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Publication numberUS3917543 A
Publication typeGrant
Publication dateNov 4, 1975
Filing dateFeb 16, 1972
Priority dateFeb 16, 1972
Also published asCA995204A, CA995204A1, DE2307389A1, DE2307389B2
Publication numberUS 3917543 A, US 3917543A, US-A-3917543, US3917543 A, US3917543A
InventorsBest Donald F, Bolton Anthony P, Shaw Herbert C
Original AssigneeUnion Carbide Corp
Export CitationBiBTeX, EndNote, RefMan
External Links: USPTO, USPTO Assignment, Espacenet
Method for preparing zeolite-based catalyst composition
US 3917543 A
Abstract
Zeolite-based hydrocracking catalysts having a low residual sodium content achieved by ammonium cation exchange are loaded with a hydrogenation agent comprising a mixture of a Group VIII non-noble metal and a Group VI-B metal by a process which avoids to a high degree loss of effective catalytic surface area. The use of an ammonium ion exchange medium having a pH value within critical limits for the second of two necessary cation exchange procedures is an essential feature of the process.
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United States Patent [191 Bolton et al.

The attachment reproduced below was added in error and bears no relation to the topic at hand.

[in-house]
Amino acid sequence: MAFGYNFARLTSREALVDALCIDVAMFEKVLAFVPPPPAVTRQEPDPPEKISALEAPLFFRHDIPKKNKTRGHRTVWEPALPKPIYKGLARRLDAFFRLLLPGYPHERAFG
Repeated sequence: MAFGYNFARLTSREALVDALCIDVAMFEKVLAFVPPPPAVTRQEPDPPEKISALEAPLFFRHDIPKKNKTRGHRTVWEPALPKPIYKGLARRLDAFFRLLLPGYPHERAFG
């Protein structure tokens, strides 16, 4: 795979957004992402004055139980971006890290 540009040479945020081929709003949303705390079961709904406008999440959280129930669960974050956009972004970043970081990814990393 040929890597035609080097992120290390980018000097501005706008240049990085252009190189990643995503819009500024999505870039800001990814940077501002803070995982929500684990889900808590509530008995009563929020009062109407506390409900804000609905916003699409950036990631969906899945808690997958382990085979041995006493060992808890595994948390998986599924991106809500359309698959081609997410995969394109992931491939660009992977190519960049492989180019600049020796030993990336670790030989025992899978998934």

[ METHOD FOR PREPARING v ZEOLITE-BASED CATALYST COMPOSITION [75] Inventors: Anthony P. Bolton, Bardonia;

Donald F. Best, Mahipac; Herbert C. Shaw, Spring Valley, all of NY.

[73] Assignee: Union Carbide Corporation,

New York, NY.

[22] Filed: Feb. 16, 1972 [21] Appl. No.: 226,932

[52] US. Cl 252/455 Z; 252/455 Z [51] Int. Cl. B01J 29/06 [58] Field of Search 252/455 Z; 423/112, 118,

[56] References Cited UNITED STATES PATENTS 3,365,392 l/1968 Mitsche et al 252/455 2 [451 Nov. 4, 1975 3,457,191 7/1969 Erickson et a1. 252/455 2 3,546,137 12/1970 Gladrow et a1 252/455 Z Primary Examiner-Carl F. Dees Attorney, Agent, or FirmR. G. Miller 57 ABSTRACT 1 Claim, No Drawings METHOD FOR PREPARING ZEOLITE-BASED CATALYST COMPOSITION The present invention. relates in general to hydrocarbon conversion catalysts and-more particularly to a method for preparing zeolitic hydrocracking catalysts.

Numerous catalyst. compositions have heretofore been proposed for use in hydrocarbon conversion processes which comprise a combination ofa crystalline zeolitic molecular sieve and a catalytically active metal or metal compound. Such dualfunctional catalysts are particularly useful in those conversion processes such as hydrocracking, which involve hydrocarbon conversions in the presence of a reducing atmosphere of hy-,